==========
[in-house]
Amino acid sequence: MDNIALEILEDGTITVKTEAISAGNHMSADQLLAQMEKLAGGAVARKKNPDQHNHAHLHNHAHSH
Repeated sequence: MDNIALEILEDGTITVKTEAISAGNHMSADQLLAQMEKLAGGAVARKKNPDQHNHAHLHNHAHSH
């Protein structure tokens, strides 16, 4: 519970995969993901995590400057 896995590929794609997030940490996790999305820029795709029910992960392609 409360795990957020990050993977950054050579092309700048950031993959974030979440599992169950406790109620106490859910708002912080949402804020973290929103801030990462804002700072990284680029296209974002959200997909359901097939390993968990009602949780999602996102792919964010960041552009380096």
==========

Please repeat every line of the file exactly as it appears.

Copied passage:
[in-house]
Amino acid sequence: MDNIALEILEDGTITVKTEAISAGNHMSADQLLAQMEKLAGGAVARKKNPDQHNHAHLHNHAHSH
Repeated sequence: MDNIALEILEDGTITVKTEAISAGNHMSADQLLAQMEKLAGGAVARKKNPDQHNHAHLHNHAHSH
């Protein structure tokens, strides 16, 4: 519970995969993901995590400057 896995590929794609997030940490996790999305820029795709029910992960392609 409360795990957020990050993977950054050579092309700048950031993959974030979440599992169950406790109620106490859910708002912080949402804020973290929103801030990462804002700072990284680029296209974002959200997909359901097939390993968990009602949780999602996102792919964010960041552009380096």